Oftentimes, students that go through academic probation are stigmatized and shamed for it, but people forget to realize that universities often do not publicize the resources available to these students.
According to its website, UCLA will place a student on academic probation if their term or overall grade point average falls between 1.5 and 1.99. Moreover, students are subject to dismissal if their GPA is less than 1.5 or if they do not end probation by the end of the next quarter.
Corey Hollis, director of college academic counselling, said that students have access to resources on campus like the Student Retention Center, Counseling and Psychological Services and the Bruin Readmission Program that can aid students who are going through difficult times.
But students who are on probation are often judged as lazy or just not as smart as their peers, and this shames these students and discourages them from seeking help from counselors.
Addressing the stigma that students who are on academic probation are lazy begins with a direct and helpful discussion among UCLA staff and students. The UCLA administration hasn’t been properly communicating with students about the resources available to students who are on probation. Because of the misdirections, some students decide not to seek further help from academic counselors.
Therefore, the administration needs to better direct students on probation to its resources. For instance, UCLA could better promote the academic resources earlier in students’ undergraduate careers and meet with them in person, at least yearly, to ensure they are all on the right track. This would help diminish students’ hesitation to use these resources.
It’s clear there isn’t enough publicity surrounding tutoring and counseling that are available to students, according to several students who were on academic probation or subject to dismissal at some point in their undergraduate careers.
For example, a fourth-year Chicana/o studies student who spoke under the pseudonym Jessie said that even seeking a counselor was a hassle. She bounced from place to place with different offices and counselors before reaching an academic counselor. And even when she finally got ahold of a counselor, they were still not helpful.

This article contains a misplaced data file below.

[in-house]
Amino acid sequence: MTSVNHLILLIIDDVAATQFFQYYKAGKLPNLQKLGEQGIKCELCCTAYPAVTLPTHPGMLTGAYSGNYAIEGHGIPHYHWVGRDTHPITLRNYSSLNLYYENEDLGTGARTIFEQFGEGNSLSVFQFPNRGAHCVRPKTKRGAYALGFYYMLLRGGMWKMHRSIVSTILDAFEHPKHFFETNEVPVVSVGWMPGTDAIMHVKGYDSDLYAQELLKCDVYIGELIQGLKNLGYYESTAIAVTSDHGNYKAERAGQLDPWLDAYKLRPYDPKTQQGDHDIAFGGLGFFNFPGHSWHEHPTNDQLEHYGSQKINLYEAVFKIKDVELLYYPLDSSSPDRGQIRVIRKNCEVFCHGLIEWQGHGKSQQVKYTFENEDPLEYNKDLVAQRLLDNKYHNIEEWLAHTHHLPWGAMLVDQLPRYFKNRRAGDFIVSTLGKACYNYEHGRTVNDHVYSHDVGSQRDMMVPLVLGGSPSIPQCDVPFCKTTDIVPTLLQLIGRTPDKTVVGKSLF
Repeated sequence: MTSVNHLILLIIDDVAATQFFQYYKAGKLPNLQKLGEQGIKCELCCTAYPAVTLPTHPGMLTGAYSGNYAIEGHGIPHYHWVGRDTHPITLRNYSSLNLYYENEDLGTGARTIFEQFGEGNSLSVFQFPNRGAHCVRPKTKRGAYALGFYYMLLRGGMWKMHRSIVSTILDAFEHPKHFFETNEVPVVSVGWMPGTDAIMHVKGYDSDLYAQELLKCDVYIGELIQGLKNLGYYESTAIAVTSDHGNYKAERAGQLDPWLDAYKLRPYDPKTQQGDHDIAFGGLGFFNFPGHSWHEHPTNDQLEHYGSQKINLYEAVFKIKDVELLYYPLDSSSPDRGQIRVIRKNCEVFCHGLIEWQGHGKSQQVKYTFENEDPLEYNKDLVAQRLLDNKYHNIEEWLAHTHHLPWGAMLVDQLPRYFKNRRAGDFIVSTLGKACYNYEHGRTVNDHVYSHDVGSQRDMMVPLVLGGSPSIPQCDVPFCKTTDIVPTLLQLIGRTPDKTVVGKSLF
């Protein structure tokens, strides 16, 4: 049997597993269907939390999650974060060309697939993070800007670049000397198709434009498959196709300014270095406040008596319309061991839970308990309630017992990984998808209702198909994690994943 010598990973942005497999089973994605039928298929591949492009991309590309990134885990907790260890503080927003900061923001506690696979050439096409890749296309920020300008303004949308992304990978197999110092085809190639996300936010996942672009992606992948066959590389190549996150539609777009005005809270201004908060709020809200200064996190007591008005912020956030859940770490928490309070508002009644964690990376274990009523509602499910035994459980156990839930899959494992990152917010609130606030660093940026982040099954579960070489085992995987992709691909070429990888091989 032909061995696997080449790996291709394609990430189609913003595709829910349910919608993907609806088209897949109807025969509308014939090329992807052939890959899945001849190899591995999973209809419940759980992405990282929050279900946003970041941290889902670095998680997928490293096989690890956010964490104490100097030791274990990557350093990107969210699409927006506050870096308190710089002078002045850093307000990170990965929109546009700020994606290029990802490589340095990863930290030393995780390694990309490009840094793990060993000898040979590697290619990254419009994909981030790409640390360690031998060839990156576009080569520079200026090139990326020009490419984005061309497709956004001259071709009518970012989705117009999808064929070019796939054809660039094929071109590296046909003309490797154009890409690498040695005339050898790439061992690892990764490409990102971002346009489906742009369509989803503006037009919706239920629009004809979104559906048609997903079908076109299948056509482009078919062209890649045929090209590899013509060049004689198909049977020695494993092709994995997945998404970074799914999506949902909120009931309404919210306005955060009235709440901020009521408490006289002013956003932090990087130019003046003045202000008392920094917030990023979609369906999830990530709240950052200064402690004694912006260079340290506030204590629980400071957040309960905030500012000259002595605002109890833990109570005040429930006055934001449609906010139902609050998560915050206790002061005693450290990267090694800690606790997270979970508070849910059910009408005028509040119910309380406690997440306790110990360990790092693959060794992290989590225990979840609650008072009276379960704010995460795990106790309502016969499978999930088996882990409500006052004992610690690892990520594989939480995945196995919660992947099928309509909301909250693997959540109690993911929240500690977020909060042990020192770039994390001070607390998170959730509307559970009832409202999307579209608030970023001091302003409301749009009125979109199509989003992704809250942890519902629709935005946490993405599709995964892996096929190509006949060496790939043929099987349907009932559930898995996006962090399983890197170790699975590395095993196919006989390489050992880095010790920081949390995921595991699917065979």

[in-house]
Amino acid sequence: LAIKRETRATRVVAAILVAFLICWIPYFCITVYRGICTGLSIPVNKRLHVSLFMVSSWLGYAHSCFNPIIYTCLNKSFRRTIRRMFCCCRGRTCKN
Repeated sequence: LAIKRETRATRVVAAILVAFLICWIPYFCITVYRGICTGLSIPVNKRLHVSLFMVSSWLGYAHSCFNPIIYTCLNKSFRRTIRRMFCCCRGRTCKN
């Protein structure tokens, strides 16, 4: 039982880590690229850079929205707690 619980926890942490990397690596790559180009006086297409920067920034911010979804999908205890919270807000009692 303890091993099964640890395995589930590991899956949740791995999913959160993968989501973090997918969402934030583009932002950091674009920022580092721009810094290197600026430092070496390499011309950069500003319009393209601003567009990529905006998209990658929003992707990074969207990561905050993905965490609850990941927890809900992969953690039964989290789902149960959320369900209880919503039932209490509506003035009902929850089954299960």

And she’s not the only one. A fourth-year sociology student, who spoke under the pseudonym Tina, said she was on academic probation in her first year at UCLA. When she visited her Academic Advancement Program counselor, she was discouraged from going to medical school, even though she had only just finished her first quarter at UCLA.
“I broke down in front of my counselor and I still didn’t get directed to Counseling and Psychological Services and she should’ve known to direct me,” Tina said.
The first year at UCLA is a period when students are most vulnerable and just getting acquainted to the quarter system – Tina said she didn’t even know what psychological services UCLA offered, which is why it was so critical that the counselor didn’t refer her.
Similarly, Susy Hernandez, a third-year prospective world arts and cultures student, felt that she did not belong at this university because she felt counselors shamed and misjudged her for being on probation and seemed annoyed with her.
Moreover, Hernandez had to repeat herself to counselors because they did not seem to understand that she was going through personal issues at the time, which discouraged her from meeting with them altogether.
Many students like Hernandez often feel isolated when working to get off academic probation.
Better publicity for and quality of tutoring and counseling for students on academic probation would more effectively guide these students to seek help. For instance, a mandatory, yearly meeting with an academic counselor in which students discuss their progress, concerns about graduating on time and concerns regarding UCLA in general would be helpful.
Such meetings with academic counselors would ensure that resources like academic tutoring and counseling are directly publicized to these students. Every student would learn about how to get help when they are on academic probation.
Of course, students on academic probation should seek help with counselors and be open about it, since otherwise they would not receive help. However, many students cannot easily find these resources because they are often misled and left to run in circles. Consequently, students don’t feel welcome or that they can succeed. But since the success of all students is the university’s goal, it’s in its best interest to help students earn better standing.
And while making meetings mandatory for every student may be difficult to coordinate, UCLA can at least try to focus on those who need it the most. For instance, people under a certain GPA would benefit from such proactive effort from the administration.
Students attending UCLA have the potential to do great things – that’s why they were admitted, after all.
“Students on academic probation should come in and seek help,” Hollis said. “Every student who is admitted here is qualified to be here, otherwise they wouldn’t be here,” she added.